Company Profile: Baron USA, Inc.

Tennesse-based company offers transformer dryout equipment that mitigates highly dangerous combustible gas accumulation within wind farm pad transformers.


Take I-40 eastbound out of Nashville, and in a shade over an hour, you’ll run up on Cookeville, Tennessee — home to Baron USA, Inc.

No, they’re not the pizza guys, fighter pilots, or even feudal lords. They’re a small, veteran-owned company of about 40 total employees (currently a pretty high roster for them), that specializes in transformer dryout and the purification of oil in electrical equipment.

Following a career at S.F. Bowser & Company (acquired in 1969 by the Keene Corporation), Les Baranowski kept getting inquiries by his former customers about their needs for equipment similar to what they were used to getting from his former company. The volume of requests kept coming until Les finally decided to get a loan and open up his own business.

Nearly four decades later, Les’ son Derek now owns Baron USA, where he also serves as the company’s president.

“(Baron USA) was founded in 1975 by my father,” Derek Baranowski said. “The company started building oil processing systems for Westinghouse Electric, and some of the old names that are no longer around or have merged into some of the bigger companies. We developed over the years from a small mom-and-pop operation to selling around $10 million a year, and we sell worldwide.”

Despite that kind of growth, it’s the legacy of meeting customers’ specific, essential needs that drives the younger Baranowski’s company today.

There’s no pick-and-choose, catalog-style purchase approach here. Instead, Baranowski and his team of technical consultants work directly with the customer, identifying specific needs, addressing problems, and coming up with smart, custom solutions.

“Our mission is to provide innovative solutions to our customers’ problems,” Baranowski said. “We really pride ourselves on being able to come up with solutions to solve people’s pressing problems.”

Those solutions fall primarily into two categories: Oil purification systems and transformer dryout/processing systems.

“We build a lot of systems that process transformer oil — either new or old,” Baranowski said. “We also have systems that go into the field and do transformer dryouts and fills for new installations, as well as processing of transformers that are already online and in service. That’s 90 percent of our business. The other part is building specialized equipment for OEMs. We’re the only manufacturer of vapor phase systems in North America. We compete against companies in Germany and Switzerland.” Baron makes their products available for sale to customers, but also has units available for customers to rent.

Although most of the company’s customer base is from the electrical equipment manufacturing and electric utility industries, within the last few years, the company recognized a specific need servicing the pad transformers of wind farms. After these transformers had been in operation for some time, a potentially hazardous condition arose — the buildup of combustible gases within the transformers.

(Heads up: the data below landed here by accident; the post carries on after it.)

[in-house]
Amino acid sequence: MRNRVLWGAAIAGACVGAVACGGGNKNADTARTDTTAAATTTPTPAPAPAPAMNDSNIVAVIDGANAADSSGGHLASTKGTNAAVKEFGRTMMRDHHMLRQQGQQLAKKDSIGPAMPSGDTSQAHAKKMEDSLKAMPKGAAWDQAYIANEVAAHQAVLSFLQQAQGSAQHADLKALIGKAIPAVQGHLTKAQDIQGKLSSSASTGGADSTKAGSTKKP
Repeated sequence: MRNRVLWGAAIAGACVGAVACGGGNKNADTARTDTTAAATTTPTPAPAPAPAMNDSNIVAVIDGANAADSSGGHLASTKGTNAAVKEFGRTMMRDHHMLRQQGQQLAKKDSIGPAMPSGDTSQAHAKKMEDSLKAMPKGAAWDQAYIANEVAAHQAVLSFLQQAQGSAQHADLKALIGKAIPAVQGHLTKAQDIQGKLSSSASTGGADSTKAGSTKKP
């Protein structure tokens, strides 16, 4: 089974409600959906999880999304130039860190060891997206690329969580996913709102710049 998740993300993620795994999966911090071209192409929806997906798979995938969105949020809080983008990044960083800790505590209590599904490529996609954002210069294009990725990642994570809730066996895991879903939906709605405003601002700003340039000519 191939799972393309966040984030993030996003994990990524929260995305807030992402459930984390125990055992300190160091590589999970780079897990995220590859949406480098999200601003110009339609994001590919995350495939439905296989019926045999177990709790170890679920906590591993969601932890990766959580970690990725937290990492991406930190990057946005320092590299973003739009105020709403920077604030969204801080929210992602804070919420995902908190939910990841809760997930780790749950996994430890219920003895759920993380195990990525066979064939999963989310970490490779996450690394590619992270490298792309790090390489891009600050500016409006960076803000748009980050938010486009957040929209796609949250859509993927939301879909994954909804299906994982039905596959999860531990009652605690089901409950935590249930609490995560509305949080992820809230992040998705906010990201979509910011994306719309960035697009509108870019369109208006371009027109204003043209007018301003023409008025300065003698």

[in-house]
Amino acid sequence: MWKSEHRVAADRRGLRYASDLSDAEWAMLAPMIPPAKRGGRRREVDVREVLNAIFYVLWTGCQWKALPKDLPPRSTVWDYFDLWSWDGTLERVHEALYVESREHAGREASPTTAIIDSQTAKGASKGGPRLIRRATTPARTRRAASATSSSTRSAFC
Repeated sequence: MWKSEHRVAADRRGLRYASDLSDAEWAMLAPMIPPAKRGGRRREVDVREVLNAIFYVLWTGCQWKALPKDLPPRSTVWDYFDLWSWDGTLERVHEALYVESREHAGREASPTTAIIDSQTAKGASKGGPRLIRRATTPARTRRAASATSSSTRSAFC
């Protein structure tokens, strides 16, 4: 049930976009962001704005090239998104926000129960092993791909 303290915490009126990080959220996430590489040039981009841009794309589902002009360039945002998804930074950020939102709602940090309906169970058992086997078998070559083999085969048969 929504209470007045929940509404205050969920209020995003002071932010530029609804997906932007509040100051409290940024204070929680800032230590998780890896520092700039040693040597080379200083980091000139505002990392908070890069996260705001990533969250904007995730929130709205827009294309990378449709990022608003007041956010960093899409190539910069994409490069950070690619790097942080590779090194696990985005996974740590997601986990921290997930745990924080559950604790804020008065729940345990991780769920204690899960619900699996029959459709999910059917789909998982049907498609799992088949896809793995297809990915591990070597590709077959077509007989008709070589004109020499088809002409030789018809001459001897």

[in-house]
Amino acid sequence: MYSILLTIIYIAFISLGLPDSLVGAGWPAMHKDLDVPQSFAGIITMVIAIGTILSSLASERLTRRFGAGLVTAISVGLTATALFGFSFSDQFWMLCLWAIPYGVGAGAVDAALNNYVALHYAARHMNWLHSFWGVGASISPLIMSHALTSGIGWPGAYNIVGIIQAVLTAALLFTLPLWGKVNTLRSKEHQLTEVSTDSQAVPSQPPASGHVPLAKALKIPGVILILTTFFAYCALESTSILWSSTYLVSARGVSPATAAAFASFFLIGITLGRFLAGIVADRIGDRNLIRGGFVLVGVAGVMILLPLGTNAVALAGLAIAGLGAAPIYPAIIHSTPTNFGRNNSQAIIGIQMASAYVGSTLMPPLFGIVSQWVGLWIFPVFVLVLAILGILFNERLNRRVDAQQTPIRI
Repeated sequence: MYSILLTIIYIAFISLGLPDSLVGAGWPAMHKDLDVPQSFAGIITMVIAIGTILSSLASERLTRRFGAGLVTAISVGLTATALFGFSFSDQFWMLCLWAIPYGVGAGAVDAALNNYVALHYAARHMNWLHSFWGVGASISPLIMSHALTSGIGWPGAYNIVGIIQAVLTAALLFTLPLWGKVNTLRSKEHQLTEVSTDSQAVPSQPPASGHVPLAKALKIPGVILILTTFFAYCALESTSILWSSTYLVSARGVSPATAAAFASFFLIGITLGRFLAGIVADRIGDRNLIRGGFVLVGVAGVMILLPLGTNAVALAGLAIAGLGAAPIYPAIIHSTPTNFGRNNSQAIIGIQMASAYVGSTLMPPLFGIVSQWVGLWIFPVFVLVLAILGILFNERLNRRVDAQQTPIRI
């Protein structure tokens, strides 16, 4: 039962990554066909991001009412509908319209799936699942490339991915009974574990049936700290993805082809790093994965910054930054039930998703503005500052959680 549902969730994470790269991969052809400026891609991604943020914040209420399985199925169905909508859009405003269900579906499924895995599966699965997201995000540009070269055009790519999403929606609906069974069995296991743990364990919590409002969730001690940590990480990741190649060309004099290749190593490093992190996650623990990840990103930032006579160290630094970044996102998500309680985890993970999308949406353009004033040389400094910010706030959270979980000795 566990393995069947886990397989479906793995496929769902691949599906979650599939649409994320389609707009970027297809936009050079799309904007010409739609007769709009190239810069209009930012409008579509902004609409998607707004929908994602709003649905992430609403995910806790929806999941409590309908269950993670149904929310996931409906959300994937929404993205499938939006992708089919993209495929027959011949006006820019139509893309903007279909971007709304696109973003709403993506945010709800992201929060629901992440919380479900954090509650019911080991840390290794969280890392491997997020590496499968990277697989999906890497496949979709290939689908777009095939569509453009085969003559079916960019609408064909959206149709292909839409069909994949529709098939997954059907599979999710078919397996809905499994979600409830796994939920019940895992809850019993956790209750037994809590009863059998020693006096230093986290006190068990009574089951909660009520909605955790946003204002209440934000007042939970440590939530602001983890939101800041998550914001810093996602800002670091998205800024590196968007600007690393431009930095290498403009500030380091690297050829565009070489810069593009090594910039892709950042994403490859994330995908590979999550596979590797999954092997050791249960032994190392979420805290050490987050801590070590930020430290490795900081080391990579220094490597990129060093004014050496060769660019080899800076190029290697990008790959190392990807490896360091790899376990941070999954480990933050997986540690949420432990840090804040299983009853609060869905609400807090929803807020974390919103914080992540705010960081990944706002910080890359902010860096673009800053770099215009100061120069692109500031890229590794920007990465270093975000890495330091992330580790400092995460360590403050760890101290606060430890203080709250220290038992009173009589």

“In the wind farm industry, they have a unique problem with their power transmission from the turbine out to the grid,” Baranowski said. “Because of the cycling and the surging, those transformers that they’re using are subject to a lot of gassing — generation of combustible gases.”

If the collection of those gases goes unmonitored, he said, the gas levels rise to a point where it’s very risky to keep those transformers running.

“As these levels of gases build up — acetylene and hydrogen — they fill a gas space in the top of the transformer,” Baranowski said. “If there would be any short or spark, the gas would ignite and cause a catastrophic explosion.”

Baron’s Wind Farm Series transformer dryout system can mitigate those gas levels as they are generated within the oil, allowing for safe, continuous operation.

“We have a system that goes on and pulls the oil out of the transformer, removes those combustible gases, and puts the oil back in the transformer,” Baranowski said. “So the transformer is always operating with a gas level below a hazardous range.”

The Wind Farm Series product is relatively new, and — aligned with the company’s mission — came about as a result of a wind farm operator bringing the problem to Baron’s attention and working in tandem toward a solution. Currently, wind farms that use Baron’s transformer dryout system include the Desert Sky Wind Farm and White Creek Wind Farm. A rental unit is making its way through several of the Shell wind farms in Colorado.

Baranowski expects that the Wind Farm Series segment of his company will grow as wind farms begin to age and operators become more aware of the problem of the combustible gases created by the transformers.

“It’s something that doesn’t happen right away,” he said. “But it’s something that is going to happen down the road. It’s pretty obvious that, despite all the lack of enthusiasm and loss of government support, the wind farm industry is here to stay and is a vital contribution to our nation’s energy program. If it keeps growing, we see big things for us on the horizon as well.”

For more information about the products offered by Baron USA, Inc., visit or call 931-528-8476.